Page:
How does divorce and child custody decisions affect children? Studies have found a variety of results, and while some children seem to struggle with social an behavioral issues, future emotional and mental health problems, and trouble in school, other children are able to thrive regardless of whether their parents stay together.
Researchers have determined that some aspects of a child’s life in addition to their parents’ relationship – such as household income and inconsistent parenting – can affect their reaction to a divorce, especially if the parents have a contentious split or continue to have conflicts after the end of their marriage. New studies, however, are also considering that a child’s response to parental conflict and divorce might also have a genetic element.
Specifically, some children may have “protector” genes – a natural ability that makes them resistant to the affects of a tough family life or rough circumstances. Under this theory, two children who go through their parents’ divorce could have very different reactions and very different long-term consequences depending on their biological makeup.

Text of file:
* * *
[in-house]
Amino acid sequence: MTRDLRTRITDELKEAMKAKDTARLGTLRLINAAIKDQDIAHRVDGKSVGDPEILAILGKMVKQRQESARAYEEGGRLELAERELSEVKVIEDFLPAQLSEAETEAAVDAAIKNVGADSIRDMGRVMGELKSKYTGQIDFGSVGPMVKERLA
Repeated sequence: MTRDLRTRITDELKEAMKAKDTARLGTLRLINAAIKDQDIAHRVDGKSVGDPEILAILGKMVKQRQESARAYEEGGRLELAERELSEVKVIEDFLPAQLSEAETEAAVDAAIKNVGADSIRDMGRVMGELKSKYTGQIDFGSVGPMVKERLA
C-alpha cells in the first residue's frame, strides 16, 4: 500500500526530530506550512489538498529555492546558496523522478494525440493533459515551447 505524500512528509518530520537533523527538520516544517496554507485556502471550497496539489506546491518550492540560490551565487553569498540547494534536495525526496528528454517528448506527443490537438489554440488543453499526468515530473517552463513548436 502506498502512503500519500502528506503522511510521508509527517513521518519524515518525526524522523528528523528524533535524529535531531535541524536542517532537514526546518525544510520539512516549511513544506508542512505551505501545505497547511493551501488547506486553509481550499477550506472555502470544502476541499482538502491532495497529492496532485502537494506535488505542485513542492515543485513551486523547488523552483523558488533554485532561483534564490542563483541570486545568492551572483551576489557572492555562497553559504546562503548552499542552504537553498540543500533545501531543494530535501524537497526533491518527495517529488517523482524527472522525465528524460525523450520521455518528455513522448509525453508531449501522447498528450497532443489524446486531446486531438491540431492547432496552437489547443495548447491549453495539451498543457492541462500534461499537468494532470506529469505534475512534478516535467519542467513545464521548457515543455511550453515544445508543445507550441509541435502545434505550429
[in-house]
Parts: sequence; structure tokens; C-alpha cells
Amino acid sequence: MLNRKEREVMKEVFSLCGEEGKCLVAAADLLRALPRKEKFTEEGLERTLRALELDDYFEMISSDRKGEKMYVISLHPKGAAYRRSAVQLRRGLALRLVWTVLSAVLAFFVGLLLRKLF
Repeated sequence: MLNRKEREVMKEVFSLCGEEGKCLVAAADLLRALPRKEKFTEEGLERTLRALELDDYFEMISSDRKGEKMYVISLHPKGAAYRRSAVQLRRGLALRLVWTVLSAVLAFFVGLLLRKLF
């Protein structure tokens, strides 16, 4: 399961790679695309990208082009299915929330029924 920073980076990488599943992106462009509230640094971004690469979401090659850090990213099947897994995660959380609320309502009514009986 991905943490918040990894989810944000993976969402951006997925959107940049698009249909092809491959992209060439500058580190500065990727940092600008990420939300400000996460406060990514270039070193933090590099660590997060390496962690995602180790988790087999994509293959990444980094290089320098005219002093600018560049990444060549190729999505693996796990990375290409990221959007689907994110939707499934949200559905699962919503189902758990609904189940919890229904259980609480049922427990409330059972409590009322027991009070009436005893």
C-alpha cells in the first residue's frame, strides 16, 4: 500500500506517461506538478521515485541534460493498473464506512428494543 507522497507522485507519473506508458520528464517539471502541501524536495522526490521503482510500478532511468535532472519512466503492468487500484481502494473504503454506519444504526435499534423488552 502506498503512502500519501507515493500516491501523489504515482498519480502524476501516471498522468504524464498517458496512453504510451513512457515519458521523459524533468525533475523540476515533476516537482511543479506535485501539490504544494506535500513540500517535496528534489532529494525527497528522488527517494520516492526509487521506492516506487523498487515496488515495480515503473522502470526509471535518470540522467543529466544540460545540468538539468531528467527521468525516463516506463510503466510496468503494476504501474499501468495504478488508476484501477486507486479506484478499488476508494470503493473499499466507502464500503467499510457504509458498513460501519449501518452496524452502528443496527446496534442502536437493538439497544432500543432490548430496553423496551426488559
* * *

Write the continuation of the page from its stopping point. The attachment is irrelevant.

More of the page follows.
A recent study of 1,000 Dutch teens found that children with certain dopamine genes were more likely to display antisocial behavior, depression, and aggressive responses following divorce. These children were also more likely to display similar behavior even if their parents remained married. The study suggests that while divorce can have a negative impact on a child’s mental health and social behavior, a child’s response to divorce can vary considerably, perhaps due to a genetic predisposition. At the same time, a child with certain genes may be likely to have similar issues as a child of divorce based on his or her genetic makeup.